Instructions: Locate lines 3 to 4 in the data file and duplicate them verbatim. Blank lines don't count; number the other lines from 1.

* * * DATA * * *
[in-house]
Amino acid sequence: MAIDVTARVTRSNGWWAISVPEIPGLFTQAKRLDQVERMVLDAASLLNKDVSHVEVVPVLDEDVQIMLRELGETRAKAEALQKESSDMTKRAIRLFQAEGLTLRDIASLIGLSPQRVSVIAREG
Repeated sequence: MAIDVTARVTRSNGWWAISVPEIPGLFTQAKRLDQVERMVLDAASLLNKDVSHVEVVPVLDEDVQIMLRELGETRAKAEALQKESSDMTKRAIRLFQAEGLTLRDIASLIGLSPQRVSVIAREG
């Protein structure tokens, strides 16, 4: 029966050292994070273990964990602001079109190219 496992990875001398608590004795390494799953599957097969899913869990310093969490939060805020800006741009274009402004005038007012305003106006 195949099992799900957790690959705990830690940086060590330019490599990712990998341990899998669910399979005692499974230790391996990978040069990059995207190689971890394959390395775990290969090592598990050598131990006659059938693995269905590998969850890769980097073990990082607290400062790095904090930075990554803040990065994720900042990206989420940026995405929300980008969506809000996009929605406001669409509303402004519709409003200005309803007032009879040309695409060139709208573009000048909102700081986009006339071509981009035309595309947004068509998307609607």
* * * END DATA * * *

Repeated sequence: MAIDVTARVTRSNGWWAISVPEIPGLFTQAKRLDQVERMVLDAASLLNKDVSHVEVVPVLDEDVQIMLRELGETRAKAEALQKESSDMTKRAIRLFQAEGLTLRDIASLIGLSPQRVSVIAREG
């Protein structure tokens, strides 16, 4: 029966050292994070273990964990602001079109190219 496992990875001398608590004795390494799953599957097969899913869990310093969490939060805020800006741009274009402004005038007012305003106006 195949099992799900957790690959705990830690940086060590330019490599990712990998341990899998669910399979005692499974230790391996990978040069990059995207190689971890394959390395775990290969090592598990050598131990006659059938693995269905590998969850890769980097073990990082607290400062790095904090930075990554803040990065994720900042990206989420940026995405929300980008969506809000996009929605406001669409509303402004519709409003200005309803007032009879040309695409060139709208573009000048909102700081986009006339071509981009035309595309947004068509998307609607």